The agricultural industry is seeing an increase in the use of robots, AI, autonomous and self-driving tractors and other automated equipment. Alongside the increase in growth, the robotic lens industry has grown as well.
Farmers are under societal pressure to reduce pesticide use and are more aware of the environment. But while they are trying to use fewer chemicals, there is still the need to deal with weeds. There is also the problem of herbicide resistance so robotic weed killers with their precision zapping abilities are helping to address this problem.
Robotic weeders are fast becoming a highly desired solution to the problem of maintaining clean crops. Some robots are capable of targeting weeds without the use of chemicals, such as eliminating lettuce seedlings. In other cases, the delivery of chemicals to the weed itself is done with great precision, focusing on the weed, not the crop.
Several companies have developed robotic weeders using precision lenses. Lettuce Bot focused on lettuce thinning which is typically a time-intensive and expensive task. The lettuce bot automated the process by “taking images to identify the plant to be removed, spraying them, and verifying the accuracy and performance of the system, all in real time” says Blue River Technology.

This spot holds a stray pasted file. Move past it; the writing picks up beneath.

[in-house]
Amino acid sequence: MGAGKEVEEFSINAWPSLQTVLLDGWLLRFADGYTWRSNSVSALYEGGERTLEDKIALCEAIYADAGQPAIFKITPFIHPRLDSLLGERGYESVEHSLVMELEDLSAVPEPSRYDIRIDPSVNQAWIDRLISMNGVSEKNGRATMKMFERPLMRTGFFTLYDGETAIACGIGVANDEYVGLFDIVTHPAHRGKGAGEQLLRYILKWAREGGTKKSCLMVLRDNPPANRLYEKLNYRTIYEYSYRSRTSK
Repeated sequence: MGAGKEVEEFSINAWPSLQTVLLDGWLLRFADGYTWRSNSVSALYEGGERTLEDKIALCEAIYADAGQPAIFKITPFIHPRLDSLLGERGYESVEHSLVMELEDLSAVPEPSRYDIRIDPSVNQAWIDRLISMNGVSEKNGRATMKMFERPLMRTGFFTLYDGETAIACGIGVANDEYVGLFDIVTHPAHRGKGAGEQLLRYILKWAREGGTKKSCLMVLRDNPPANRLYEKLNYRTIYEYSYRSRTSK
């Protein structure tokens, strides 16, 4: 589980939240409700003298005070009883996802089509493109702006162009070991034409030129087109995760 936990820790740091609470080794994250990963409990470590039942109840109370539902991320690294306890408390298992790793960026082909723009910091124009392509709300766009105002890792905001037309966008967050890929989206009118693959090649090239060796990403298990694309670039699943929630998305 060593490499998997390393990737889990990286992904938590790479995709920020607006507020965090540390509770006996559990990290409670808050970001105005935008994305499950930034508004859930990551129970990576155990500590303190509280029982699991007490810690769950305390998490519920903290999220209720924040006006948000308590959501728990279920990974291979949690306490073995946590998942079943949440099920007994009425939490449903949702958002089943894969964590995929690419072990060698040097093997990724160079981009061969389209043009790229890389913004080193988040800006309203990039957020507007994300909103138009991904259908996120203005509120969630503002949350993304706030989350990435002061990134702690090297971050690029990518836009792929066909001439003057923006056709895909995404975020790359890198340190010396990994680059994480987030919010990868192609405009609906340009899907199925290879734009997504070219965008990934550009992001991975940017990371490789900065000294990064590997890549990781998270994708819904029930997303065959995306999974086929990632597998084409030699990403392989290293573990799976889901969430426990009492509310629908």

Blue River then came out with updated systems known as See & Spray. This system relies on a massive library of plant and weed images. The machine has the ability to distinguish the differences between crop and weed and then targeting the weed with a microjet of herbicide, rather than a broadcast application, making this form of weed control cost effective and precise.
Another manufacturer created an automated weeder that incorporates mechanical tools to help in weed management. The Robovator is a machine vision system hoeing machine that controls weeds in row crops. Using a special plant-detection camera above each row, the machine tills the soil between the rows along with hoeing between each plant. The Robovator can be adjusted to row spacing from 9 to 30 inches and can handle three- to six-row plantings. Initially machines were primarily used on vegetables but applications and use has expanded.
The growing popularity of robotic weeders for specialty crops has grown partly out of necessity, says Steven Fennimore, an extension specialist at the University of California, Davis. Specialty crops are vegetables like lettuce, broccoli, tomatoes, and onions. Because they are not mass-produced like corn, soybeans, and wheat growers have had to hand-weed which is more and more expensive.
As a manufacturer of robotic weeders, you need the right lens for the project. We have 1000’s of custom and standard lenses in stock or we can design a custom lens solution for your robot.